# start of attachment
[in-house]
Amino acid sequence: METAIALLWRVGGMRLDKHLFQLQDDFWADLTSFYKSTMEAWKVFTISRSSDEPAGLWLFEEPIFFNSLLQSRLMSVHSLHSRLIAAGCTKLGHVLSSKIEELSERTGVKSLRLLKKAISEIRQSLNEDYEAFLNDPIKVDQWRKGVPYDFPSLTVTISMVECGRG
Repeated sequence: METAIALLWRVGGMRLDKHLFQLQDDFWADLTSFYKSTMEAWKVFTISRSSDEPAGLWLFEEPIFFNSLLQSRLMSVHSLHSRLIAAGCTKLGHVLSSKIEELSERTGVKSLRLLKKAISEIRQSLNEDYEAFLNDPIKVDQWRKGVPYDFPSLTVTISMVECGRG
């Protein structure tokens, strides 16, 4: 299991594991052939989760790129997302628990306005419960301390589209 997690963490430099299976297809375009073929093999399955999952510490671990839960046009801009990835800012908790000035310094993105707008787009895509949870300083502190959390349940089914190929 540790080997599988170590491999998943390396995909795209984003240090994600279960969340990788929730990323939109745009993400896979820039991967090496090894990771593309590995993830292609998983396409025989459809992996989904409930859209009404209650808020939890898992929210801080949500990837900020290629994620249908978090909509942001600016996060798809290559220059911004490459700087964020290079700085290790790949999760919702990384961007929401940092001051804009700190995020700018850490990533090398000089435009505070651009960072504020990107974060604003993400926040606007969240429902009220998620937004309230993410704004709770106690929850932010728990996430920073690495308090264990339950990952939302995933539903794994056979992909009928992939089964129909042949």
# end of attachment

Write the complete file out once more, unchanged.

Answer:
[in-house]
Amino acid sequence: METAIALLWRVGGMRLDKHLFQLQDDFWADLTSFYKSTMEAWKVFTISRSSDEPAGLWLFEEPIFFNSLLQSRLMSVHSLHSRLIAAGCTKLGHVLSSKIEELSERTGVKSLRLLKKAISEIRQSLNEDYEAFLNDPIKVDQWRKGVPYDFPSLTVTISMVECGRG
Repeated sequence: METAIALLWRVGGMRLDKHLFQLQDDFWADLTSFYKSTMEAWKVFTISRSSDEPAGLWLFEEPIFFNSLLQSRLMSVHSLHSRLIAAGCTKLGHVLSSKIEELSERTGVKSLRLLKKAISEIRQSLNEDYEAFLNDPIKVDQWRKGVPYDFPSLTVTISMVECGRG
């Protein structure tokens, strides 16, 4: 299991594991052939989760790129997302628990306005419960301390589209 997690963490430099299976297809375009073929093999399955999952510490671990839960046009801009990835800012908790000035310094993105707008787009895509949870300083502190959390349940089914190929 540790080997599988170590491999998943390396995909795209984003240090994600279960969340990788929730990323939109745009993400896979820039991967090496090894990771593309590995993830292609998983396409025989459809992996989904409930859209009404209650808020939890898992929210801080949500990837900020290629994620249908978090909509942001600016996060798809290559220059911004490459700087964020290079700085290790790949999760919702990384961007929401940092001051804009700190995020700018850490990533090398000089435009505070651009960072504020990107974060604003993400926040606007969240429902009220998620937004309230993410704004709770106690929850932010728990996430920073690495308090264990339950990952939302995933539903794994056979992909009928992939089964129909042949």